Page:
Re: Model Kits and the evolving New Reality

Andy Carlson

Armand, not a thesis, just an observation. "Kits don't sell" doesn't mean that none sell, that is preposterous.

Intermountain sold 10s of thousands of kits per year in the late 20th and early 21st centuries. Now they sell 10s of hundreds. Red Caboose sold thousands, now down to hundreds. Branchline also sold thousands of kits, now none, and even now I believe Atlas is thinking of abandoning Yardmaster kits. Walthers and Athearn each sold more than the above combined, and now? NONE! The few hundred kits made in resin has never been a big player in the absolute percentages of freight car kit marketing.

I would wager that even in this rareified air of this STMFC group, more RTR freight cars are purchased than kits.

I am not passing judgement as if this is good, or bad; it simply is what is happening out there in this industry which supplies us with our fixes.

-Andy Carlson
Ojai CA

From: Armand Premo <armprem2@...>
To: STMFC@...
Sent: Thursday, July 18, 2013 12:51 PM
Subject: Re: [STMFC] Model Kits and the evolving New Reality

Andy,I couldn't disagree with you more.If your premise were true ,how do you account for the success of resin kits?.The sad part is that the higher prices tend to keep many newcomers from entering the hobby.I am concerned about the lack of accurate decals.An other argument against your thesis is the availability of so many excellent after- market items.Armand Premo
----- Original Message -----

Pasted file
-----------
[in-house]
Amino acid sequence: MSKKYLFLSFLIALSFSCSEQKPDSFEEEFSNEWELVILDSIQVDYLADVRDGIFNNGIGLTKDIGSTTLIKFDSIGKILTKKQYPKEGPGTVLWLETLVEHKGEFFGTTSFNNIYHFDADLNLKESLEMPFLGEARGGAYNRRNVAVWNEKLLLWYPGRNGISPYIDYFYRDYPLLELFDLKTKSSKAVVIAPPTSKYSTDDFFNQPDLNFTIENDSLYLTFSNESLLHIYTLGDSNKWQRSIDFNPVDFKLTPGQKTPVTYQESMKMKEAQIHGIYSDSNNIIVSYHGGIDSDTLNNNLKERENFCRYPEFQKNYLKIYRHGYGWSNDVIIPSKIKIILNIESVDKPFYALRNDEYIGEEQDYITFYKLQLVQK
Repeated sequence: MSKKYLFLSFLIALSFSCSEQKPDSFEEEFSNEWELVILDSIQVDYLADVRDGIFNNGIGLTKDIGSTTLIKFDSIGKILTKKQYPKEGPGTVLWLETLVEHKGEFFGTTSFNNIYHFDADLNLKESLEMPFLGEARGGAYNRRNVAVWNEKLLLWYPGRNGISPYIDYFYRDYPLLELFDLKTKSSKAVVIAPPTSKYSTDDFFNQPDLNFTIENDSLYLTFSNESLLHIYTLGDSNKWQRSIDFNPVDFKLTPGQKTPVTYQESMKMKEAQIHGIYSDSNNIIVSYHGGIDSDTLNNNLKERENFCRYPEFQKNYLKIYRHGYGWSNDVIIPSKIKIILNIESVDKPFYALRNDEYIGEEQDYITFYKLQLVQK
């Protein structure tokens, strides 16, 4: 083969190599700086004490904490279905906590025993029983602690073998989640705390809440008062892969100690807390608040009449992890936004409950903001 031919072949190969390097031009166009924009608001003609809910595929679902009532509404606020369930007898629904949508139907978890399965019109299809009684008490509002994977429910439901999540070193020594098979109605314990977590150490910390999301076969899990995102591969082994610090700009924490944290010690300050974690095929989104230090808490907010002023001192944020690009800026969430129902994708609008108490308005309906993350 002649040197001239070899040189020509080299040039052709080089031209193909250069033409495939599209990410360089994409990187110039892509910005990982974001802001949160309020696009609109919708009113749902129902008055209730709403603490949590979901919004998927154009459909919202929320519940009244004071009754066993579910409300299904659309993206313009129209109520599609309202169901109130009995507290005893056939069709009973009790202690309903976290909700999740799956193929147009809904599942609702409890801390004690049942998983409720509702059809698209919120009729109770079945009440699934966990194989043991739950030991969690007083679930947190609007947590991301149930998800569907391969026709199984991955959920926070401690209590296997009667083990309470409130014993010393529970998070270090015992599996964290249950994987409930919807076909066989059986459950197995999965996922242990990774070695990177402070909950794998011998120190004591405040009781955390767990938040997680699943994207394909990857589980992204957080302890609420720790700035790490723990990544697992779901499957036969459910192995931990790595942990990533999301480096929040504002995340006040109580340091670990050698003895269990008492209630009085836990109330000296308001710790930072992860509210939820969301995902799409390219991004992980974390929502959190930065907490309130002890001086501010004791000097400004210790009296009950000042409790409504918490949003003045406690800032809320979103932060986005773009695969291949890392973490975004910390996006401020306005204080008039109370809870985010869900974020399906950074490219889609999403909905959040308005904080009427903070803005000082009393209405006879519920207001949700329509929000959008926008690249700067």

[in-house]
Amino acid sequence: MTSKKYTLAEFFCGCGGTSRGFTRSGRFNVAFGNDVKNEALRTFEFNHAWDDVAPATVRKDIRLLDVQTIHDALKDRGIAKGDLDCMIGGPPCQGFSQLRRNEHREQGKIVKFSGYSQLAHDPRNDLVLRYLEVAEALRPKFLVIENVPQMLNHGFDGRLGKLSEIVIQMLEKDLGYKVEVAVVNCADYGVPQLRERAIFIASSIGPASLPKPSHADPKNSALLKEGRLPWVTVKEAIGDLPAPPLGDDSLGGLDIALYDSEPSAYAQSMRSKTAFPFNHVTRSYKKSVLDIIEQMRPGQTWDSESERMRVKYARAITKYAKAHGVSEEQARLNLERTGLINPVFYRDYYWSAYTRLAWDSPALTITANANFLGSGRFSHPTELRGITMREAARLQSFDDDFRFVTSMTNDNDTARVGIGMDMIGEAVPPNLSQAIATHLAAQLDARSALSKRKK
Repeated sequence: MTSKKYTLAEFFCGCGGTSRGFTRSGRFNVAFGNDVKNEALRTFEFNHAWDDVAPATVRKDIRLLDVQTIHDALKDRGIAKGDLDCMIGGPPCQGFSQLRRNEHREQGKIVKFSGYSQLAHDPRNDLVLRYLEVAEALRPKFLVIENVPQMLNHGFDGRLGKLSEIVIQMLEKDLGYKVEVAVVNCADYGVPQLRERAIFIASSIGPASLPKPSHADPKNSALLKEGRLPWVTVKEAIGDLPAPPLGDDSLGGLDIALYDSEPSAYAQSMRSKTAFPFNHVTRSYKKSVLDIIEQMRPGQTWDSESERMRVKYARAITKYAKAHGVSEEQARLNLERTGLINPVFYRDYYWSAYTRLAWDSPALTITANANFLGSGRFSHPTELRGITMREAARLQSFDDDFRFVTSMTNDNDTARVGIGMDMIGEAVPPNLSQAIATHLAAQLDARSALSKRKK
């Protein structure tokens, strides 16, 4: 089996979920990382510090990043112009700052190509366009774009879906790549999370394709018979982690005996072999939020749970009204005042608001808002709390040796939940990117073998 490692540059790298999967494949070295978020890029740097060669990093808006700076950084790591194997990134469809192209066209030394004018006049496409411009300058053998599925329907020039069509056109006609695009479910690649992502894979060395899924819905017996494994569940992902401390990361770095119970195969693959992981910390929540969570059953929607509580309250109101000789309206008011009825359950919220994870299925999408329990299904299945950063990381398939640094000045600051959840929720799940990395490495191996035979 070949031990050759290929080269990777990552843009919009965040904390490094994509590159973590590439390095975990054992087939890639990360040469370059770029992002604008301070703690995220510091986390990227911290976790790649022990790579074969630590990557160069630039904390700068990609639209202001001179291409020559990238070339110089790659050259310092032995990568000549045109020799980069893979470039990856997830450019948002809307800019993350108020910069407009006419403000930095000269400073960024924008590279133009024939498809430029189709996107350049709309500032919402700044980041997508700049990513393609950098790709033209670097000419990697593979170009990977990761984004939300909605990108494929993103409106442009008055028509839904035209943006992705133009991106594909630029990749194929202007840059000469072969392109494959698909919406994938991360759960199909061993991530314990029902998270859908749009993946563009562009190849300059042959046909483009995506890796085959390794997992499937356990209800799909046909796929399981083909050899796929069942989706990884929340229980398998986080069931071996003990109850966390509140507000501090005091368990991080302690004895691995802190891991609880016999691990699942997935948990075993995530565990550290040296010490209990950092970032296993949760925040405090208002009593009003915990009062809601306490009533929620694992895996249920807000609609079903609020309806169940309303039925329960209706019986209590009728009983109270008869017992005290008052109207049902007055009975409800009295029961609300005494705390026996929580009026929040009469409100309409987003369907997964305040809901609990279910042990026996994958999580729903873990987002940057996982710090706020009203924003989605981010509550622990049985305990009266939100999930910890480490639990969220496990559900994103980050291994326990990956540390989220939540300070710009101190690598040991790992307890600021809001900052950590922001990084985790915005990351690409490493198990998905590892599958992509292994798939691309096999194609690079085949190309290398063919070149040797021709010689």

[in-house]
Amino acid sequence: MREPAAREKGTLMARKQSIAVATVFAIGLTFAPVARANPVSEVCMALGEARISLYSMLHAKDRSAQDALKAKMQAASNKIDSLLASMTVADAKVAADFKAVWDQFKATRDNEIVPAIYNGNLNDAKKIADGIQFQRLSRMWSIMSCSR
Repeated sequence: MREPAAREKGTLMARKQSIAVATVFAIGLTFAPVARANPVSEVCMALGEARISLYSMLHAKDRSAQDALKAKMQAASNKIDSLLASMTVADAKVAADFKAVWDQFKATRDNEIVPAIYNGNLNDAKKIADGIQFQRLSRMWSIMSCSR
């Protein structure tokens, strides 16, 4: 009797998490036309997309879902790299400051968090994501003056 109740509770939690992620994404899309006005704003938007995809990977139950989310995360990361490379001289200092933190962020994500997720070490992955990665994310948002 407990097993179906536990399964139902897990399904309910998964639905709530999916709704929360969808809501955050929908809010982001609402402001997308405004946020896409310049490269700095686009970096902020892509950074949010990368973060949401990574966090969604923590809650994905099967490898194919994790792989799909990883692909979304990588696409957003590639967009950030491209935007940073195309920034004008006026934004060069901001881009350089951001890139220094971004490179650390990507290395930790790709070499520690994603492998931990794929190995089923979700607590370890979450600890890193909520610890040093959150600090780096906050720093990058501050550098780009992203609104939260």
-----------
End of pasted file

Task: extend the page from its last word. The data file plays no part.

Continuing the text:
From: Andy Carlson
To: Steam Era
Sent: Thursday, July 18, 2013 12:24 PM
Subject: [STMFC] Model Kits and the evolving New Reality

Many of the members on this list probably remember a decade ago when the wholesale transfer of scale model train production went to China, allowing the some of the first offerings of Ready to Run freight cars, many from models previously only available as kits. Many lines dropped their kit offerings, focussing only on RTR. I decried the situation, and when manufactures such as Intermountain claimed nobody was buying kits, I was skeptical.

Turns out that kits do not sell well after all, and now they might be entering the next new reality, scarce and more expensive. I have been able to stock Intermountain kits for years as Intermountain did a fine job of keeping most undecorated kits available in stock, though painted and lettered kits were dropped. To Intermountain's credit, they also keep the old retail prices on the earlier kits unchanged which after a few years made some incredable bargains (such as the 1937 AAR box cars and 8 & 10 K tank cars). As new products hit the market, Intermountain priced these at $20.00 which was in line for the increasingly higher development costs.

Now we enter the the next "New reality", as kits remain out of stock, often for over a year. Now the former good price advantage IMRC's early kits has been eliminated, as all freight car kits are now priced at $20.00. So in addition to being hard to find, these classics are now more expensive. And since I now have come to recognize that the leaders were right--kits don't sell, and that we can expect difficulties in even purchasing them at the new, higher prices.

Not a rant, I just recognize that the business models we get accustomed to are subject to changes, as everything else seems to be.
-Andy Carlson
Ojai CA

-Andy Carlson
Ojai CA

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